‘Everything that’s interesting is new’ – Jenny Holzer’s neo-conceptual art.

Jenny Holzer’s art is not easily described, the closest most generic term would be conceptual or neo-conceptual art. The concepts behind her works are contain many elements: feminism, social and political activism, anti-war statements and freedom of information. Artist Rooms: Jenny Holzer at Tate Modern begins with a display of the series ‘Truisms’ from the late 70s and 80s. Holzer (b.1950) begun her artistic career putting slogans on T-shirts, posters and everyday objects. Moving on to different media, her interest in words and language remained at the core of her artworks. She produced more works on paper, metal plaques, and stone benches. The most eye-catching are her installations which incorporate brightly-coloured text messages displayed on LED screens [1].

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‘8 Truisms’ (1977-79 offset posters) by Jenny Holzer (detail from the exhibition)
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material from Jenny Holzer’s archive (detail – MEN DON’T PROTECT YOU ANYMORE)

Conceptual art is not for everybody. However, Holzer’s works, even those produced in the 1970s and 1980s are still current in our age of alternative truths, fake news and information overload. Do we need to go to an art gallery to be reminded of truths and truisms? Perhaps not. Some of the artworks on display are thought-provoking, even if not everyone would find them aesthetically pleasing. One of the messages encapsulated in ‘Truisms’ is the fact that every single one of those slogans can be true to someone. Just because many people believe in something does not make it true.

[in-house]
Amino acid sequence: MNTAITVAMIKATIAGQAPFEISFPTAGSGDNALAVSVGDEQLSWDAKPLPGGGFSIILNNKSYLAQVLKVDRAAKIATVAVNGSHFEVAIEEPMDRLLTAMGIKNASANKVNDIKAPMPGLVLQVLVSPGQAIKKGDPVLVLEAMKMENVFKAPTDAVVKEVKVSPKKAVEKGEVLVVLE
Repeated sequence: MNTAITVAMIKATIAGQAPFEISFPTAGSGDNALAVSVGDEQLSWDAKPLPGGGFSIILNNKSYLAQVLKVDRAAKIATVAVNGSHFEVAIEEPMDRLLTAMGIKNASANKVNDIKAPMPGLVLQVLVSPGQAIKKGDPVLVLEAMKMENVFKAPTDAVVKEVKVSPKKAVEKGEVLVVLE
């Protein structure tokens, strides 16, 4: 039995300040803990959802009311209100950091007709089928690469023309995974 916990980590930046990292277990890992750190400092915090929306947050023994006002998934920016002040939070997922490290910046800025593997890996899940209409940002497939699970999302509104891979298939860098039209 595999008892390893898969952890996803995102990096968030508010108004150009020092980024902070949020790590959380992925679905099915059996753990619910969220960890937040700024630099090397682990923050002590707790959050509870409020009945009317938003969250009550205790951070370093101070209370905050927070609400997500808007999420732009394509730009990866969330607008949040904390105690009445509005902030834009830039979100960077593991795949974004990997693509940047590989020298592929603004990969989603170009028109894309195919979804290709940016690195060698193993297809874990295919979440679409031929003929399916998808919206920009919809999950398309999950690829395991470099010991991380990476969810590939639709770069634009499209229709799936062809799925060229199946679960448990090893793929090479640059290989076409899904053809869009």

Although the majority of the exhibited works are text-based I found them rather difficult to read. The carvings on the benches made of a very dark grey marble were barely noticeable and hard to decipher. I was also unable to concentrate on bright LED screens for longer than few seconds.

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marble benches by Jenny Holzer, exhibition view
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Jenny Holzer – ‘8 Truisms’ (1977-79, offset posters, detail)

Perhaps it does not matter if the viewer even reads the text. There is only so much information one person can absorb in one go. In case of ‘Truisms’, because of the way the artwork is displayed, pasted on the walls and covering their entire surface, many slogans are too high up to be legible. Nevertheless, ‘Truisms’ were clearly visitors’ favourite during my visit. Many viewers read the slogans out loud and took photographs of them, which demonstrates how engaging and relatable this work still is today. A few of my favourite slogans were:

MODERATION KILLS THE SPIRIT

FREEDOM IS A LUXURY NOT A NECESSITY

and

MONEY CREATES TASTE.

*I also borrowed one of Holzer’s ‘Truisms’ for my title.

[1] Source: Information about the artist provided on labels inside the gallery.

 

This display – Artist Rooms: Jenny Holzer is at Tate Modern until 31 July 2019.

See more at:

https://www.tate.org.uk/whats-on/tate-modern/exhibition/artist-rooms-jenny-holzer

https://www.tate.org.uk/art/artists/jenny-holzer-1307

More about Jenny Holzer and examples of her works can be found here:

http://www.arthistoryarchive.com/arthistory/contemporary/Jenny-Holzer.html

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